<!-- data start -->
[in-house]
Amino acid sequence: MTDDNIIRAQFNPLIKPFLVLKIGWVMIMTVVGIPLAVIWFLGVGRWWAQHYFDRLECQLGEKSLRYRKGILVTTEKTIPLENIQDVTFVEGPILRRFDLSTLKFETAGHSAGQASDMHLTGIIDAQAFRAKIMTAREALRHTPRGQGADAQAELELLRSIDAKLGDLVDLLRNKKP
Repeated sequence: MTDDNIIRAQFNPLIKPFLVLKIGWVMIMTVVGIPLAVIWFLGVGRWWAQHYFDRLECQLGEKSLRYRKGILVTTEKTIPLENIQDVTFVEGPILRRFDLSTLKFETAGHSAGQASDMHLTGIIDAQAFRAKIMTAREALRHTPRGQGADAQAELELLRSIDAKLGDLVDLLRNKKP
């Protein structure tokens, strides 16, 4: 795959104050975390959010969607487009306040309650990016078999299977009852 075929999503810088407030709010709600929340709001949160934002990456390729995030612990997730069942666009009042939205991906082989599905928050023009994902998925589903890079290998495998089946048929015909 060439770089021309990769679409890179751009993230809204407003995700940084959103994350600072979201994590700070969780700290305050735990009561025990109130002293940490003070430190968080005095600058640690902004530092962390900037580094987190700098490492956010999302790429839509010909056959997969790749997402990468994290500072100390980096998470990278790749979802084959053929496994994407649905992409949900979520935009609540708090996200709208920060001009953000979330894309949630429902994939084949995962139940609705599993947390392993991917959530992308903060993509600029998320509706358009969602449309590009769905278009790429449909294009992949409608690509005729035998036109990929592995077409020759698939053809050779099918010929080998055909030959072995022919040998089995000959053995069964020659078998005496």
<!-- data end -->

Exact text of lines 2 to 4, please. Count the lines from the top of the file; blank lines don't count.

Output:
Amino acid sequence: MTDDNIIRAQFNPLIKPFLVLKIGWVMIMTVVGIPLAVIWFLGVGRWWAQHYFDRLECQLGEKSLRYRKGILVTTEKTIPLENIQDVTFVEGPILRRFDLSTLKFETAGHSAGQASDMHLTGIIDAQAFRAKIMTAREALRHTPRGQGADAQAELELLRSIDAKLGDLVDLLRNKKP
Repeated sequence: MTDDNIIRAQFNPLIKPFLVLKIGWVMIMTVVGIPLAVIWFLGVGRWWAQHYFDRLECQLGEKSLRYRKGILVTTEKTIPLENIQDVTFVEGPILRRFDLSTLKFETAGHSAGQASDMHLTGIIDAQAFRAKIMTAREALRHTPRGQGADAQAELELLRSIDAKLGDLVDLLRNKKP
């Protein structure tokens, strides 16, 4: 795959104050975390959010969607487009306040309650990016078999299977009852 075929999503810088407030709010709600929340709001949160934002990456390729995030612990997730069942666009009042939205991906082989599905928050023009994902998925589903890079290998495998089946048929015909 060439770089021309990769679409890179751009993230809204407003995700940084959103994350600072979201994590700070969780700290305050735990009561025990109130002293940490003070430190968080005095600058640690902004530092962390900037580094987190700098490492956010999302790429839509010909056959997969790749997402990468994290500072100390980096998470990278790749979802084959053929496994994407649905992409949900979520935009609540708090996200709208920060001009953000979330894309949630429902994939084949995962139940609705599993947390392993991917959530992308903060993509600029998320509706358009969602449309590009769905278009790429449909294009992949409608690509005729035998036109990929592995077409020759698939053809050779099918010929080998055909030959072995022919040998089995000959053995069964020659078998005496």